On Friday night, October 5, 2018, attendees at Sotheby’s Auction House in London, got quite the surprise. Moments after being sold for $1.4 million (£1,042,000) to the highest bidder, the painting, “Girl with Balloon,” proceeded to self-destruct. The artist, Banksy, took credit for the stunt, posting the phrase “Going, going, gone…” on his Instagram page. He also left a video, explaining, “a few years ago I secretly built a shredder into a painting…in case it was ever put up for auction.”
The incident raised concerns over what would happen next. Under the terms of the contract, would the purchaser be required to pay for the destroyed painting? To what degree was Sotheby’s responsible? Would the value of the painting increase or decrease as a result of its shredded state? The unique situation certainly elicited a number of interesting contract law issues. However, perhaps less obvious, are the thought-provoking intellectual property and property issues that the stunt raised as well.
The infamous artist, Banksy, is no stranger to bringing intellectual property issues to the forefront as a results of his antics. For instance, his graffiti murals, have caused legal scholars to question who owns street art? Do murals belong to the artists that paint them, the owners of the property on which they are painted, or to the city? Does it matter if the graffiti is painted illegally? Further, even if graffiti artists are said to have a claim to their work, once that art has passed out of the artist’s hands into the ownership of someone else, what protection does the artist then have?
While the answers to these questions are not always clear, in the United States, under both federal law and some state laws, artists may retain certain rights to their artwork even if the artist no longer owns the art. These are known as moral rights. The Visual Artists Rights Act of 1990 (VARA) was the first federal act to give visual artist the right “to prevent any intentional distortion, mutilation, or other modification of that work which would be prejudicial to his or her honor or reputation…and…any destruction of a work of recognized stature, and any intentional or grossly negligent destruction of that work is a violation of that right.” 17 U.S. Code § 106A(a)(3). Under the Act, artists are afforded a remedy (an injunction or monetary damages) in the event that an owner or buyer of the artwork destroys (or threatens to destroy) the piece. For example, in a recent federal case in February 2018, graffiti artists successfully used VARA to claim $6.7 million in compensation for the destruction of their work when a building manager whitewashed over their murals on the 5Pointz building in Queens, NY.
Returning now to “Girl with Balloon,” it is fair to assume that, under American jurisdiction were the buyer of the painting to destroy the artwork, Bansky would be protected under VARA. However, the exact opposite is what occurred at Sotheby’s!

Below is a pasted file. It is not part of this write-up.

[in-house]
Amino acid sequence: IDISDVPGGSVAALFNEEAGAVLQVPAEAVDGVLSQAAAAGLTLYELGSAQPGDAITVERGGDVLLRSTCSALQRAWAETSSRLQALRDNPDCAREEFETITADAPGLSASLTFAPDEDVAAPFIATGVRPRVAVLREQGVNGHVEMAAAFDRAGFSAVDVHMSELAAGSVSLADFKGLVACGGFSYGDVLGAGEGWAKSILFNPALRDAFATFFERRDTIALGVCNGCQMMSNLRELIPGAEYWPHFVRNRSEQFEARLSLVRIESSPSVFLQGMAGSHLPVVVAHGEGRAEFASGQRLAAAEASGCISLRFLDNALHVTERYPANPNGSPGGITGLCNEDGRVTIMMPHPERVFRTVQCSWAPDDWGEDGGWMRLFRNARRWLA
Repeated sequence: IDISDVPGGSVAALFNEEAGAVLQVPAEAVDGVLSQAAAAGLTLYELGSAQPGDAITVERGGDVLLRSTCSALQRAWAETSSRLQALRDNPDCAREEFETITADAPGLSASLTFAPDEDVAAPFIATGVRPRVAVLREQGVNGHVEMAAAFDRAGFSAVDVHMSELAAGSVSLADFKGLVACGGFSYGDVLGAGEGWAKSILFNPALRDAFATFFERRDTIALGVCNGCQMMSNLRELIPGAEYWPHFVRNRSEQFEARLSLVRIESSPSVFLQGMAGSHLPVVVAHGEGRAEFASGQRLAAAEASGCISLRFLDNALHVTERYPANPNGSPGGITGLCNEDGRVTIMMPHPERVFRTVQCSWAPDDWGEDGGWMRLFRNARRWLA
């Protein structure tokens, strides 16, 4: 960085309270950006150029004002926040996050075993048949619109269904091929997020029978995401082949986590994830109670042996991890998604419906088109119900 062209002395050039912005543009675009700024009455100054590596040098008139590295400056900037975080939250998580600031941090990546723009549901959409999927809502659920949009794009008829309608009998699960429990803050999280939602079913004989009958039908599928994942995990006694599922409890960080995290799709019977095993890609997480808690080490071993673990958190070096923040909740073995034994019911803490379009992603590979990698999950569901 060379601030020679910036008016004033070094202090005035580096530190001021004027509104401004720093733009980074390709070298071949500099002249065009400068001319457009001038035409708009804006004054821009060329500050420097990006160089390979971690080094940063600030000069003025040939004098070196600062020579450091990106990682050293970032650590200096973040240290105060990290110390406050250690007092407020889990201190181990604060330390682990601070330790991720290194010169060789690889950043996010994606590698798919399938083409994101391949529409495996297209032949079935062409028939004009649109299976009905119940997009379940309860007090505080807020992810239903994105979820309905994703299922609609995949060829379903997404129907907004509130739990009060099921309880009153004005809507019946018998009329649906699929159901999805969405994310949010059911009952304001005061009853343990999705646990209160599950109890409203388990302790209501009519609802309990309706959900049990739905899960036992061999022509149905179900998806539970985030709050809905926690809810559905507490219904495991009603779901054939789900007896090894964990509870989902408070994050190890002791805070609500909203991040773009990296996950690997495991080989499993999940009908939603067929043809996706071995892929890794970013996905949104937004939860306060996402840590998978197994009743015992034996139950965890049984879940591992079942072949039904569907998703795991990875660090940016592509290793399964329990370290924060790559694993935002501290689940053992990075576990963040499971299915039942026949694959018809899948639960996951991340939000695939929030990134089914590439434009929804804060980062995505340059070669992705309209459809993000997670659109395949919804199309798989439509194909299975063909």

At the Sotheby’s auction, it was Banksy, himself, who destroyed his artwork. Further, while VARA provides a remedy when the destruction of art is “prejudicial” to the honor or reputation of the artist, here, Banksy suffered no prejudice. In fact, ironically, by destroying his own work, Bansky actually enhanced his own reputation. It is clear that VARA simply cannot apply to such a situation.
So now what? Doesn’t an artist have the right to destroy his own work? Of course, the answer is not so simple.
The right to destroy, traditionally known as jus abutendi is an inherent component of the right to property. Although it rarely explicitly mentioned in municipal law, it is “implicitly recognized in virtually all legal systems.” If one buys, and thus comes to own, a piece of cake, the owner has the right to eat (and thus, destroy) it too. Seemingly, this same inherent right should apply to artwork as well. In fact, renowned artists such as Claude Monet, Georgia O’Keefe and Michelangelo were known for destroying some of their work.
However, VARA was seemingly implemented because we as a society value the preservation of the artwork itself. For policy reasons it might be best to use the law to deter artists from destroying their work so that future generations may enjoy them. Moreover, an artist destroying their art while it is in their own possession is one thing— but destroying the art once it has become someone else’s property through a sale, should undoubtedly be treated differently.
Do we now need a specific law or legal framework that applies to this exact situation to protect buyers from destruction of the artwork by the artists themselves? Perhaps contract provisions that protect consumers by accounting for the destruction of the paintings due to unforeseen circumstances are sufficient. However, conceivably a differently solution is in order. Maybe the VARA statute should provide an explicit exception. Maybe the buyer should sue the artist to initiate a case of first impression that would generate a legal precedent. While the latest Bansky stunt is unique, it still deserves some thought because it is not unfeasible to think that Bansky admirers would replicate it in the future.
In the current case, the buyer of the “Girl with Balloon” decided to keep the painting in its shredded state and go ahead with her purchase. Experts at Sotherby’s chose to look at Banky’s act of destruction as one of creation instead. Alex Branczik, Sotheby’s head of contemporary art, Europe, said: “Banksy didn’t destroy an artwork in the auction, he created one.” Banksy has given the “transformed” artwork the new title, “Love Is in the Bin.”
Granted, the question of what is considered art is likely to be pondered forever. However, this “solution” avoids addressing the legal issues. While artists continue to debate what art is, lawyers should begin to construct a solution that will avoid anyone’s’ property rights from falling “In the Bin.”
Sarah Sue Landau is a J.D. candidate, 2020, at NYU School of Law.